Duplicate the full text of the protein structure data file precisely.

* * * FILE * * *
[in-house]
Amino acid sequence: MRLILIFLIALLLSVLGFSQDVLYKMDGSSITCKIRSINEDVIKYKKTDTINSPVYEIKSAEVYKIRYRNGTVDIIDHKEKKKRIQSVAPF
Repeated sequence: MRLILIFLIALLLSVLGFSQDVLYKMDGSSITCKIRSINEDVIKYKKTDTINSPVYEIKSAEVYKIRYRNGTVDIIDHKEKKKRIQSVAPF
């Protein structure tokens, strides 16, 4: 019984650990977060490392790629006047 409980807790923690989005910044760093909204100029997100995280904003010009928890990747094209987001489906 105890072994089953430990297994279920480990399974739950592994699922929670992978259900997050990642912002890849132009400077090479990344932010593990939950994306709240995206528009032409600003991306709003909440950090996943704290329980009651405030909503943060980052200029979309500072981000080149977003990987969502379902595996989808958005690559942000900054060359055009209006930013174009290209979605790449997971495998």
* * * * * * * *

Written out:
[in-house]
Amino acid sequence: MRLILIFLIALLLSVLGFSQDVLYKMDGSSITCKIRSINEDVIKYKKTDTINSPVYEIKSAEVYKIRYRNGTVDIIDHKEKKKRIQSVAPF
Repeated sequence: MRLILIFLIALLLSVLGFSQDVLYKMDGSSITCKIRSINEDVIKYKKTDTINSPVYEIKSAEVYKIRYRNGTVDIIDHKEKKKRIQSVAPF
């Protein structure tokens, strides 16, 4: 019984650990977060490392790629006047 409980807790923690989005910044760093909204100029997100995280904003010009928890990747094209987001489906 105890072994089953430990297994279920480990399974739950592994699922929670992978259900997050990642912002890849132009400077090479990344932010593990939950994306709240995206528009032409600003991306709003909440950090996943704290329980009651405030909503943060980052200029979309500072981000080149977003990987969502379902595996989808958005690559942000900054060359055009209006930013174009290209979605790449997971495998």